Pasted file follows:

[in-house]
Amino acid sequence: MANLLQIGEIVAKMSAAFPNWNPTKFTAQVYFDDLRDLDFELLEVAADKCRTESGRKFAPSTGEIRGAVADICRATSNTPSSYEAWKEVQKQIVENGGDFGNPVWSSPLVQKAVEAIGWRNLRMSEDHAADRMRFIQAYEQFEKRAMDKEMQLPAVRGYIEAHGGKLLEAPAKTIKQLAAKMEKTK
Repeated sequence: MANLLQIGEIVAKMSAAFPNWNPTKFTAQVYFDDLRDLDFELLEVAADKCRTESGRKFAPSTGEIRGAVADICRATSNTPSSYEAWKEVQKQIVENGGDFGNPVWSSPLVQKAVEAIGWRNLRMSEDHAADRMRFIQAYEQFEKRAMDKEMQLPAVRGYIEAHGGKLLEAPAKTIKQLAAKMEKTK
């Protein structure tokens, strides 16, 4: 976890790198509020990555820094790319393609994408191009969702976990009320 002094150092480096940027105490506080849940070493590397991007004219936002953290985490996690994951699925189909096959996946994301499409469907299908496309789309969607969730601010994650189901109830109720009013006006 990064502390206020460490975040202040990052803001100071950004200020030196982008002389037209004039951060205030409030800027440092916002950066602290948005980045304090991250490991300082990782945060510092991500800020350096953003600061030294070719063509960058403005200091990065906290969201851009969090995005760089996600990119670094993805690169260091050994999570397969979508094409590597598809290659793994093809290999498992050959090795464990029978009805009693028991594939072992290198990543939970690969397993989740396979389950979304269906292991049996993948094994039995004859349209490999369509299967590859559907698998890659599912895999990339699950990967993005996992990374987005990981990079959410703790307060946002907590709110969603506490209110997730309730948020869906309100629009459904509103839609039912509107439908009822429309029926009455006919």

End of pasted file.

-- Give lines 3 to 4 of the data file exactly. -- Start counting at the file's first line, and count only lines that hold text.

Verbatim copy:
Repeated sequence: MANLLQIGEIVAKMSAAFPNWNPTKFTAQVYFDDLRDLDFELLEVAADKCRTESGRKFAPSTGEIRGAVADICRATSNTPSSYEAWKEVQKQIVENGGDFGNPVWSSPLVQKAVEAIGWRNLRMSEDHAADRMRFIQAYEQFEKRAMDKEMQLPAVRGYIEAHGGKLLEAPAKTIKQLAAKMEKTK
């Protein structure tokens, strides 16, 4: 976890790198509020990555820094790319393609994408191009969702976990009320 002094150092480096940027105490506080849940070493590397991007004219936002953290985490996690994951699925189909096959996946994301499409469907299908496309789309969607969730601010994650189901109830109720009013006006 990064502390206020460490975040202040990052803001100071950004200020030196982008002389037209004039951060205030409030800027440092916002950066602290948005980045304090991250490991300082990782945060510092991500800020350096953003600061030294070719063509960058403005200091990065906290969201851009969090995005760089996600990119670094993805690169260091050994999570397969979508094409590597598809290659793994093809290999498992050959090795464990029978009805009693028991594939072992290198990543939970690969397993989740396979389950979304269906292991049996993948094994039995004859349209490999369509299967590859559907698998890659599912895999990339699950990967993005996992990374987005990981990079959410703790307060946002907590709110969603506490209110997730309730948020869906309100629009459904509103839609039912509107439908009822429309029926009455006919």